This project came from a class project for one of my graduate classes: "Algorithmic Robotics". The class focuses on algorithmic approaches to problems in the field of robotics. My specific project focuses on the localization of a mobile robot in a controlled environment. For almost any autonomous, mobile robot, localization (knowing where it is located) is a key problem to overcome in order to accomplish the tasks it was designed to do. The classic example of this would be a Roomba that needs to know where it is and where it has been at all times in order to determine if it has covered the entire floor.
While Roombas cost hundreds of dollars and use very fancy sensors to achieve this goal, I had only one month to complete my project on a graduate student budget, so some simplifications were necessary. I already had an arduino based mobile robot with an ultrasonic sensor from my glove-controlled maze-solving robot, that I wanted to use to save time and money. The ultrasonic sensor would be my main source of information in scanning the environment. Going back to the Roomba corollary, the technology that iRobot uses is LIDAR based, which means it uses a scanning laser that spins in a circle to collect distance measurements in a circle. Because my ultrasonic sensor only senses distance in the direction it is pointing, I would need a way to control my turning when I scanned the environment to be able to control what direction I was attempting to measure. My solution to this was to use a 9-axis IMU (internal measurement unit). This is a single sensor that integrates an accelerometor, magnetometer, and gyrometer into one. For this project, I used the magnetometer (fancy compass) to sense the magnetic north and use it as my reference when turning to be able to make measurements in specific directions. These two sensors were added to the robot in addition to a serial seven segment display that would give visual feedback of the results of the localization algorithm.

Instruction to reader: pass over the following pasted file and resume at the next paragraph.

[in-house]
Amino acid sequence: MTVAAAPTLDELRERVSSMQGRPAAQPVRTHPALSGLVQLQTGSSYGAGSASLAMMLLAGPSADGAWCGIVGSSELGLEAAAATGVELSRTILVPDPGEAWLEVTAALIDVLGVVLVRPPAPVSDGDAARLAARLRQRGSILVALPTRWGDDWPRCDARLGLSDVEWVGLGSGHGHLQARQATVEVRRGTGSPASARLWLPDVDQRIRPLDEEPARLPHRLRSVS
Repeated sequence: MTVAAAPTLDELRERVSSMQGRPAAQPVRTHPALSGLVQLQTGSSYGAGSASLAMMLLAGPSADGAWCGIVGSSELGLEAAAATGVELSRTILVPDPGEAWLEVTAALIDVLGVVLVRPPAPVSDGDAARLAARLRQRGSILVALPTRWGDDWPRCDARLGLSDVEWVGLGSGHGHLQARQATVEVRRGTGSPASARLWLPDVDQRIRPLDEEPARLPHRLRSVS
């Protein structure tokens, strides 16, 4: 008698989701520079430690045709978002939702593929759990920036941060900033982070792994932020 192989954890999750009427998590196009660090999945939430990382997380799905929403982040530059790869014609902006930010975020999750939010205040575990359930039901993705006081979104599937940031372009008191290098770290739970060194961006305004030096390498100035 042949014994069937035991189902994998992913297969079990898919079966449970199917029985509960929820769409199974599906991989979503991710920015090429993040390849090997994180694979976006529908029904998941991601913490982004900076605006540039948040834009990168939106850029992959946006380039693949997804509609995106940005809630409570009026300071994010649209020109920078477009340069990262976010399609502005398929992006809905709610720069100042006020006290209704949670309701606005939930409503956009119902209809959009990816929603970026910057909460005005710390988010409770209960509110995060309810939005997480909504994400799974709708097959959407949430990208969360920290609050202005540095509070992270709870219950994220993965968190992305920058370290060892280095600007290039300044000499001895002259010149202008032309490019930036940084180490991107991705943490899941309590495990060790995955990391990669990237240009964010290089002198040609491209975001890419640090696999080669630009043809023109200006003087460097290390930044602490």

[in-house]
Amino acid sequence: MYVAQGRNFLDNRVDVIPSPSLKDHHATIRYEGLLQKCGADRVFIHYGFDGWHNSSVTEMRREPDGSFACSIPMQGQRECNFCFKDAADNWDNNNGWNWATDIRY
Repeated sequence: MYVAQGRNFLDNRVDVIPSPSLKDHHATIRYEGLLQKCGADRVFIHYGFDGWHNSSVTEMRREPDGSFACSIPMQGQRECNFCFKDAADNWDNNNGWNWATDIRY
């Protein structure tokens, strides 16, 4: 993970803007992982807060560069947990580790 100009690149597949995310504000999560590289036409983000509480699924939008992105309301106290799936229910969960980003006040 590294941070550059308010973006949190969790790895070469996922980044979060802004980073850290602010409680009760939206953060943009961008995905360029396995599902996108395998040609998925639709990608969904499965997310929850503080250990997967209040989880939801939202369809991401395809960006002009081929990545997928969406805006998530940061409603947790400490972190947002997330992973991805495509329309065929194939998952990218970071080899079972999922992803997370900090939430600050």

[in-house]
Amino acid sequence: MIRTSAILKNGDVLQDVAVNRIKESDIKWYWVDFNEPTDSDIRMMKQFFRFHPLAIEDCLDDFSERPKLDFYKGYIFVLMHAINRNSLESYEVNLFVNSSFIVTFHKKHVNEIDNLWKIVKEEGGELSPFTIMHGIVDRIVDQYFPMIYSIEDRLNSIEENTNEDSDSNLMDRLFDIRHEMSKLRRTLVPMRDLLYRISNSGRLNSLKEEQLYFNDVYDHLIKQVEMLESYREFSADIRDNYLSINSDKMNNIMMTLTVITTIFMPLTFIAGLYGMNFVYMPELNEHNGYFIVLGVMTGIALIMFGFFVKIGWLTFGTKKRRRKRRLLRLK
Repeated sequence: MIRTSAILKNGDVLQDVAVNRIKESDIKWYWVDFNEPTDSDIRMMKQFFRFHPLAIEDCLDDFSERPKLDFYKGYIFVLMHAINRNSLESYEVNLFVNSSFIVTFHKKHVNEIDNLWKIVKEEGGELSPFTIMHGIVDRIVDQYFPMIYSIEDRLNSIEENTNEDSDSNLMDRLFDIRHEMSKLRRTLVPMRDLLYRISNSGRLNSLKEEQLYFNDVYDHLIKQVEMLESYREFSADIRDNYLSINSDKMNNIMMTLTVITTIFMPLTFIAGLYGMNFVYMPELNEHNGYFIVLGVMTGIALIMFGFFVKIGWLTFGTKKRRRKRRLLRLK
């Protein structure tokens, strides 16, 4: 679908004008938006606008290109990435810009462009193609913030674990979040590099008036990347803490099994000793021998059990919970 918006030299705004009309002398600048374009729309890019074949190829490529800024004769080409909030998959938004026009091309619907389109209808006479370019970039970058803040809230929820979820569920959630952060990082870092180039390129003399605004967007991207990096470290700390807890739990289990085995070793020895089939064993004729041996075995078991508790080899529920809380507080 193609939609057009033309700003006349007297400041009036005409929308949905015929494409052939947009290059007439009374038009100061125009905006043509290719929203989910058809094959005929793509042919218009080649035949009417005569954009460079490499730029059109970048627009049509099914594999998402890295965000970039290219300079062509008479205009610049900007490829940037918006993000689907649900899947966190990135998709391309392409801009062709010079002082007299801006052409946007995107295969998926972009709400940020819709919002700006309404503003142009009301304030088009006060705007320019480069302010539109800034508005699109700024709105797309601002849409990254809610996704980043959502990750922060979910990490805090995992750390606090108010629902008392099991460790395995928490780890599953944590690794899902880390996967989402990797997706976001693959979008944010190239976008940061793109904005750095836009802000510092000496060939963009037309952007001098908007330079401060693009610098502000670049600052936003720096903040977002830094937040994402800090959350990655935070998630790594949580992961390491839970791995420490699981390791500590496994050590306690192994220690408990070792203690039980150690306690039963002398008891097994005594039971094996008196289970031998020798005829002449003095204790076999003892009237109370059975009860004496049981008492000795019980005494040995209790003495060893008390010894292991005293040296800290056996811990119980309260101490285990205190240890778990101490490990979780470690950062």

The next step was to generate the alrogithm. This process started by integrating all of the sensors and motor controllers I had connected to my arduino to make sure that those were all functioning properly before getting into the algorithmic side of the programming. From there it was mainly a process of breaking down the filter process into subfunctions that could each be individually debugged. A diagram of the overall flow of the algorithm can be seen below.